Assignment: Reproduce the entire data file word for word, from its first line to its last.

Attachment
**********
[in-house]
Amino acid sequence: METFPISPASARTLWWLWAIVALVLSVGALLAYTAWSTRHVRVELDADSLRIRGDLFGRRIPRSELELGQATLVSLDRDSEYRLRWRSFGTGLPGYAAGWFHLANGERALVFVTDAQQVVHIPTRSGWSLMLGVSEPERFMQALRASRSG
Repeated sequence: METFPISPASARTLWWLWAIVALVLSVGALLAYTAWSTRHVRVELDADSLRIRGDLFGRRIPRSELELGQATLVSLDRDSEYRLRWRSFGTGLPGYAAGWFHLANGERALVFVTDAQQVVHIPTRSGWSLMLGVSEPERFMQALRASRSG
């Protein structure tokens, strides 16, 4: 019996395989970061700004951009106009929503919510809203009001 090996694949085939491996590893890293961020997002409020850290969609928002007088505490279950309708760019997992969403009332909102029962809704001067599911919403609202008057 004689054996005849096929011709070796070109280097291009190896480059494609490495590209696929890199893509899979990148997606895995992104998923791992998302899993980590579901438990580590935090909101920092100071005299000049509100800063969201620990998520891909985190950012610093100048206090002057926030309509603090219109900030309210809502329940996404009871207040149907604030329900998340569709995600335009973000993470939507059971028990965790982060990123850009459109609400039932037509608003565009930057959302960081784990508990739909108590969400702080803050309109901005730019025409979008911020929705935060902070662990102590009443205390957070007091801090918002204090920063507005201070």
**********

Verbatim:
[in-house]
Amino acid sequence: METFPISPASARTLWWLWAIVALVLSVGALLAYTAWSTRHVRVELDADSLRIRGDLFGRRIPRSELELGQATLVSLDRDSEYRLRWRSFGTGLPGYAAGWFHLANGERALVFVTDAQQVVHIPTRSGWSLMLGVSEPERFMQALRASRSG
Repeated sequence: METFPISPASARTLWWLWAIVALVLSVGALLAYTAWSTRHVRVELDADSLRIRGDLFGRRIPRSELELGQATLVSLDRDSEYRLRWRSFGTGLPGYAAGWFHLANGERALVFVTDAQQVVHIPTRSGWSLMLGVSEPERFMQALRASRSG
């Protein structure tokens, strides 16, 4: 019996395989970061700004951009106009929503919510809203009001 090996694949085939491996590893890293961020997002409020850290969609928002007088505490279950309708760019997992969403009332909102029962809704001067599911919403609202008057 004689054996005849096929011709070796070109280097291009190896480059494609490495590209696929890199893509899979990148997606895995992104998923791992998302899993980590579901438990580590935090909101920092100071005299000049509100800063969201620990998520891909985190950012610093100048206090002057926030309509603090219109900030309210809502329940996404009871207040149907604030329900998340569709995600335009973000993470939507059971028990965790982060990123850009459109609400039932037509608003565009930057959302960081784990508990739909108590969400702080803050309109901005730019025409979008911020929705935060902070662990102590009443205390957070007091801090918002204090920063507005201070």